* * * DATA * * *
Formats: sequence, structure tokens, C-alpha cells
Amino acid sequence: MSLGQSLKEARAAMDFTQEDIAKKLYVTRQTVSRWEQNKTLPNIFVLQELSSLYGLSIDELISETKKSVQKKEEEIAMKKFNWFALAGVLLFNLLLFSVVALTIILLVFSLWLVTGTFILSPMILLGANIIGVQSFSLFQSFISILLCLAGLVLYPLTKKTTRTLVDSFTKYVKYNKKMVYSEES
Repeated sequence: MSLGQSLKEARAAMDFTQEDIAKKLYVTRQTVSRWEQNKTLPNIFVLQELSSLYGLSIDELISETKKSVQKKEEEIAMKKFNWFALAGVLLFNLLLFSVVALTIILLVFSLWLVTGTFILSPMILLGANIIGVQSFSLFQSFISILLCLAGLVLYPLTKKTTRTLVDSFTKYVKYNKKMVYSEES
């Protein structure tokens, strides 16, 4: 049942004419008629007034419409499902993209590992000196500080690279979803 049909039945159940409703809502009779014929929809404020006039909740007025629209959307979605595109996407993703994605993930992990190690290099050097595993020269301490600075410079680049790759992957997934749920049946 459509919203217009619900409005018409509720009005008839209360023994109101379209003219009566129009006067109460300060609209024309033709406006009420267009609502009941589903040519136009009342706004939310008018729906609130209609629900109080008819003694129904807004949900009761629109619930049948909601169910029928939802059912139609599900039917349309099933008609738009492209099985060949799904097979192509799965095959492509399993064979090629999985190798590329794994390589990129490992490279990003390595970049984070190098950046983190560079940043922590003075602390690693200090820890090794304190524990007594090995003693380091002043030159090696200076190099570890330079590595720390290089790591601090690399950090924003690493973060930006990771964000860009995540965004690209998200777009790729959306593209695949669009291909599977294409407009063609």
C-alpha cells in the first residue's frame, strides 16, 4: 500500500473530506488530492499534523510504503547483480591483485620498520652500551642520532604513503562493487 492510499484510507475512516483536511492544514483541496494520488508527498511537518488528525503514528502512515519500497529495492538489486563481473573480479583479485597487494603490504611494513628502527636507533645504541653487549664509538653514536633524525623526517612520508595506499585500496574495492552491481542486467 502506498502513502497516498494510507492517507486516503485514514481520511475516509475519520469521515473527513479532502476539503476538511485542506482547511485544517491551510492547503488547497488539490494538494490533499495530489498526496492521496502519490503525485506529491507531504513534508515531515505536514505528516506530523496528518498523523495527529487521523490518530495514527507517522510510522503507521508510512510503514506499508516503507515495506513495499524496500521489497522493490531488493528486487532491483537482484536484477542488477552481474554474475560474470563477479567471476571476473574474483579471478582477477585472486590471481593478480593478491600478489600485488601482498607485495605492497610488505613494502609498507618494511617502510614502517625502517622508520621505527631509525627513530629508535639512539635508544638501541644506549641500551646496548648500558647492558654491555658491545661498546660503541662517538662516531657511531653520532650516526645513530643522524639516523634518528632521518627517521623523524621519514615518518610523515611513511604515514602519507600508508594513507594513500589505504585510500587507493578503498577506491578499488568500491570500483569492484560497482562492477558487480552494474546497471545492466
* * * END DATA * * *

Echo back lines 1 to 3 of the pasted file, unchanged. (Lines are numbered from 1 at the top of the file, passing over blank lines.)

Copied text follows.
Formats: sequence, structure tokens, C-alpha cells
Amino acid sequence: MSLGQSLKEARAAMDFTQEDIAKKLYVTRQTVSRWEQNKTLPNIFVLQELSSLYGLSIDELISETKKSVQKKEEEIAMKKFNWFALAGVLLFNLLLFSVVALTIILLVFSLWLVTGTFILSPMILLGANIIGVQSFSLFQSFISILLCLAGLVLYPLTKKTTRTLVDSFTKYVKYNKKMVYSEES
Repeated sequence: MSLGQSLKEARAAMDFTQEDIAKKLYVTRQTVSRWEQNKTLPNIFVLQELSSLYGLSIDELISETKKSVQKKEEEIAMKKFNWFALAGVLLFNLLLFSVVALTIILLVFSLWLVTGTFILSPMILLGANIIGVQSFSLFQSFISILLCLAGLVLYPLTKKTTRTLVDSFTKYVKYNKKMVYSEES